2011 is shaping up to be a bad year for the Yankees.  As the “core four” grow another year older and, their talents begin the slide into the twilight, they are being surrounded with players of a lesser caliber and the team itself, I fear, is in the beginning of an era to be forgotten.  With the continued complacency of it’s current general manager and Steinbrenner brood, there is little hope for improvement in the near future.

Perhaps George spoiled us.  Maybe there aren’t many more with that same passion for being the best – that same pure hate for losing.   All I can say at this point is “George, look away.  You do not want to see this”.

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Mr. Santo

I’ll never forget it.   Every time I smell “new” leather, it’s what I think of.   I remember the feeling of slipping it on my hand.  I remember my dad showing me how to break it in so that it formed a nice big pocket with which I could easily close my hand around the ball.  It was my first baseball glove.   A “Ron Santo” signature model.   I have had numerous gloves since then but, that’s the only one I remember.   It is the one that defined to me what a baseball glove should feel like and, I held all of its successors to the standard that it set.

I was all of about 8 years old when I received the glove.  At the time, I didn’t know who Ron Santo was.   I grew up a Yankees fan and at that age the only players I knew of or, cared about, wore pinstripes in the Bronx.  To me, the thrill was in having my first “real” baseball glove – not in whose signature was stamped into the pocket.  Looking back, if I had understood whose name was on the mitt, I may have held it in even higher reverence.

As a lifelong baseball fan, I would learn as I grew older that Ron Santo was the third baseman for the Chicago Cubs for 14 years.  During that time, he hit 342 home runs, drove in 1331 runs, won 5 gold gloves and was named an all-star 9 times.   In spite of these numbers, he never made it into the Hall of Fame.

With the advent of satellite radio, I had the opportunity on occasion, to listen to Cubs’ games.  To my surprise the man who I only knew through a baseball glove and some statistics had become a colorful announcer for the team.  Again, to reiterate, I’m a die-hard Yankee fan but, whenever I’d be scanning the XM/Sirius airwaves for a ballgame, I’d always stop at the Cubs broadcast so I could hear Mr. Santo.  He had so much passion for his beloved Cubbies and I could actually feel his joy or sorrow with every pitch.  There were times I had my son Matt in the car with me while Ron Santo would scream with ecstasy over a Cub home run or, sigh with despair when the home team struck out.   My son instantly became a fan and, Ron’s emotional outbursts over the air gave us both something to smile and laugh about.   As with my baseball glove, I have unknowingly held other baseball announcers to the standard Mr. Santo set each time I listened to him.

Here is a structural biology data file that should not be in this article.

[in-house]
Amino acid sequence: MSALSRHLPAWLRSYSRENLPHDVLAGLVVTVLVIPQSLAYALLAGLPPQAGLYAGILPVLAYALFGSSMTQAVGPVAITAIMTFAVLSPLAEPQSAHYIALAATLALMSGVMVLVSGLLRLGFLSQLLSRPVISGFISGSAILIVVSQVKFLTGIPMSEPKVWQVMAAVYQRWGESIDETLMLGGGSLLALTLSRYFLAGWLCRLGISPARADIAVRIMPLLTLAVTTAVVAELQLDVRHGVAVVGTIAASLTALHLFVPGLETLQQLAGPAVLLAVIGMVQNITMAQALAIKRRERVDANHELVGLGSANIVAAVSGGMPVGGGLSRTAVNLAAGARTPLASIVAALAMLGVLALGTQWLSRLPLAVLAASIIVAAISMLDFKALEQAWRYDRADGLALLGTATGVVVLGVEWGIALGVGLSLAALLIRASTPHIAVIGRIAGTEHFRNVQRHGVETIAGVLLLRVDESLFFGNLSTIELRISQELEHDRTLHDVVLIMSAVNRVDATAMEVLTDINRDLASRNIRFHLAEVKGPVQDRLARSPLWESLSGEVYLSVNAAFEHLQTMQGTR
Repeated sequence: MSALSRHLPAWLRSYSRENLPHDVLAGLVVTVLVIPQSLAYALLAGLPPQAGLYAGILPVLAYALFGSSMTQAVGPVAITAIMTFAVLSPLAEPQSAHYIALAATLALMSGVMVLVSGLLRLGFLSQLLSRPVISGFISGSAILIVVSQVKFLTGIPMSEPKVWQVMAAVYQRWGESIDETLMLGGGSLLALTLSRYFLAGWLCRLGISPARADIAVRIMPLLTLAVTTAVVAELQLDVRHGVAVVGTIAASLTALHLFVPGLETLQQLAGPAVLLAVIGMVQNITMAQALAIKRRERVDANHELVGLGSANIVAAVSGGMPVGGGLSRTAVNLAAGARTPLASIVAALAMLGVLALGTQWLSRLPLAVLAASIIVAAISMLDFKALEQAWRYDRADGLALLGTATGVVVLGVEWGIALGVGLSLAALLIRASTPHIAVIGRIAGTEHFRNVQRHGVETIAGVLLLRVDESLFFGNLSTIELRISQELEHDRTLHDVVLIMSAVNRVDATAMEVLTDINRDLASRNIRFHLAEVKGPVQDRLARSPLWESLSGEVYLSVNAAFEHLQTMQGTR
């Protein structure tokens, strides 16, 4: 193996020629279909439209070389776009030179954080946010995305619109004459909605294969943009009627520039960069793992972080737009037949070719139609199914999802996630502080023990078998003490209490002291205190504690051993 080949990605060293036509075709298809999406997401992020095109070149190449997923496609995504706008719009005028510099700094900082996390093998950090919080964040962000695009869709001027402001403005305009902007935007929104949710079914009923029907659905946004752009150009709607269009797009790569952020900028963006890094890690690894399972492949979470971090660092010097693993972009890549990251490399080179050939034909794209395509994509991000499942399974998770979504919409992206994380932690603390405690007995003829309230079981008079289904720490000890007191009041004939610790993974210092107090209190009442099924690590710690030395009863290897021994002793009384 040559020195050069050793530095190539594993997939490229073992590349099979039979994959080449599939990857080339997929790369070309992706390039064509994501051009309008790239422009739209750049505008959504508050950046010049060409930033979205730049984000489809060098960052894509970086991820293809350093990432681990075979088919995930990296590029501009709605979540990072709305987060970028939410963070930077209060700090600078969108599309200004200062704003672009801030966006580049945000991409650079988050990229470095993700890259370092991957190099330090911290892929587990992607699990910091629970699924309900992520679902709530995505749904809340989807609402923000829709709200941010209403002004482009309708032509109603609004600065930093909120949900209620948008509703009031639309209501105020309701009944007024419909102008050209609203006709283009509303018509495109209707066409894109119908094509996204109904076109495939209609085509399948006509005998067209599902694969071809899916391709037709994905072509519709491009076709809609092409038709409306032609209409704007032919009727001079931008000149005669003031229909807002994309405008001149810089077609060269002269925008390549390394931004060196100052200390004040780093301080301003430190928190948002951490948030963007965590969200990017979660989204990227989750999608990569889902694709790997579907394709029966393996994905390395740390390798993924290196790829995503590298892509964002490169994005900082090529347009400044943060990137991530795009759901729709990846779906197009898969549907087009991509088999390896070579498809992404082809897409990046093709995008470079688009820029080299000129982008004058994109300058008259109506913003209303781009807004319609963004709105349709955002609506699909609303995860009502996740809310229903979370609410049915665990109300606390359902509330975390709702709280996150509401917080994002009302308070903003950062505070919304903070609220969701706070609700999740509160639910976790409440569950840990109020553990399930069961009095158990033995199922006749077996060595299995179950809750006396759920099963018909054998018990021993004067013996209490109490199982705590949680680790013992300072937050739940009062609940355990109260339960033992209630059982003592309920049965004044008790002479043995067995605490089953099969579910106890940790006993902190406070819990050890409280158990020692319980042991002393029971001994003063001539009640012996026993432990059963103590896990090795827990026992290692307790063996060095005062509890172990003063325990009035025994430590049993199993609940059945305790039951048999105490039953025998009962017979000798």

This morning while driving Matt to school, we learned that Ron Santo had passed away.  The excitement in the air over the season’s first big snow was replaced with a solemn silence.   Without a word being said between us, i knew he was feeling the same small sense of loss that I was.  I know that both he and I will find ourselves thinking about Mr. Santo throughout the day.   I may be a Yankee fan but, for me, the world became a little less colorful today.   Thank you Ron.

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The U.S. Press needs to GROW UP

Ok, I’ve read enough.  Wikileaks has proudly divulged all the U.S. secret communications it could get its slimy hands on.  Good for it.  They only tell me what I pretty much already assumed the U.S. government and military did to either acquire information or manipulate the people it works with to get the response it wanted.  Big WOOP!  As if this is the very first time in history that any country has ever done (or continues to do) somethings like these….   GROW UP U.S. media –  yes, CNN, NBC, CBS, ABC news, and FOX news…I mean YOU.   Yes, New York Times, Washington Post, NPR……I mean YOU.   Stop acting like grocery store tabloids and start acting like the quality news outlets you used to be.

If my government has a book on every leader in the world and each book contains comments about what those leaders like or dislike, or who they will listen to and who they won’t,  I’m proud….it’s doing the job I expect it to.   DUH!   The latest tweet from Scientific American –  yes, Scientific American –  says “Leaked Cables show U.S. pressured Saudis to Accept Copenhagen Accord”  –  WOOOOOOOO!!!!   Big news there….  yeah, that’s the first time EVER the U.S. has pressured someone into accepting an accord….. An accord, by the way, which will force the Saudis into diversifying their economy as our government made climate change a priority in it’s relationship with the Saudis…   Ok…where’s the big news there?   Grow up Scientific American.